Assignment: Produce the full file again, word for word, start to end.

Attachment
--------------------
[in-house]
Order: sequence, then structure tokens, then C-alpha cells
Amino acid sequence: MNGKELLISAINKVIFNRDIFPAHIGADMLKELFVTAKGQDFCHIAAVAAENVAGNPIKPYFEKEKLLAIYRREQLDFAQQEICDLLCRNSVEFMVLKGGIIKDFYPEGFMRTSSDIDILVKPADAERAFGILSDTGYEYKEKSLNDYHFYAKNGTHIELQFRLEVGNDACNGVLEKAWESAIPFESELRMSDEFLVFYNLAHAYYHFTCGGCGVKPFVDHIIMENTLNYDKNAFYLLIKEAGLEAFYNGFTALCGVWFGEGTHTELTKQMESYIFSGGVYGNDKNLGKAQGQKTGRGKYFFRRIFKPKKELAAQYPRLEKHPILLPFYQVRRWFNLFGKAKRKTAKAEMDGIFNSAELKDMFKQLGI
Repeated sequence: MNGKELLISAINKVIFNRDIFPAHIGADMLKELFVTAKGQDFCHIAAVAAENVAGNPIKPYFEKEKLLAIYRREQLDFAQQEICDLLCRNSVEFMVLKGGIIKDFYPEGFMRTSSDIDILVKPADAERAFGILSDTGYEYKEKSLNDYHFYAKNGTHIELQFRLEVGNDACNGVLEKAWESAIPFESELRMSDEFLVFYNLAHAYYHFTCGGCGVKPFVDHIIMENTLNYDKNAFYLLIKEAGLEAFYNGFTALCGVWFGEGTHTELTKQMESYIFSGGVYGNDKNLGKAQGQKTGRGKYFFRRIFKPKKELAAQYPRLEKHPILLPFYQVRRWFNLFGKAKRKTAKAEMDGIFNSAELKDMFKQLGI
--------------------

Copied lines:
[in-house]
Order: sequence, then structure tokens, then C-alpha cells
Amino acid sequence: MNGKELLISAINKVIFNRDIFPAHIGADMLKELFVTAKGQDFCHIAAVAAENVAGNPIKPYFEKEKLLAIYRREQLDFAQQEICDLLCRNSVEFMVLKGGIIKDFYPEGFMRTSSDIDILVKPADAERAFGILSDTGYEYKEKSLNDYHFYAKNGTHIELQFRLEVGNDACNGVLEKAWESAIPFESELRMSDEFLVFYNLAHAYYHFTCGGCGVKPFVDHIIMENTLNYDKNAFYLLIKEAGLEAFYNGFTALCGVWFGEGTHTELTKQMESYIFSGGVYGNDKNLGKAQGQKTGRGKYFFRRIFKPKKELAAQYPRLEKHPILLPFYQVRRWFNLFGKAKRKTAKAEMDGIFNSAELKDMFKQLGI
Repeated sequence: MNGKELLISAINKVIFNRDIFPAHIGADMLKELFVTAKGQDFCHIAAVAAENVAGNPIKPYFEKEKLLAIYRREQLDFAQQEICDLLCRNSVEFMVLKGGIIKDFYPEGFMRTSSDIDILVKPADAERAFGILSDTGYEYKEKSLNDYHFYAKNGTHIELQFRLEVGNDACNGVLEKAWESAIPFESELRMSDEFLVFYNLAHAYYHFTCGGCGVKPFVDHIIMENTLNYDKNAFYLLIKEAGLEAFYNGFTALCGVWFGEGTHTELTKQMESYIFSGGVYGNDKNLGKAQGQKTGRGKYFFRRIFKPKKELAAQYPRLEKHPILLPFYQVRRWFNLFGKAKRKTAKAEMDGIFNSAELKDMFKQLGI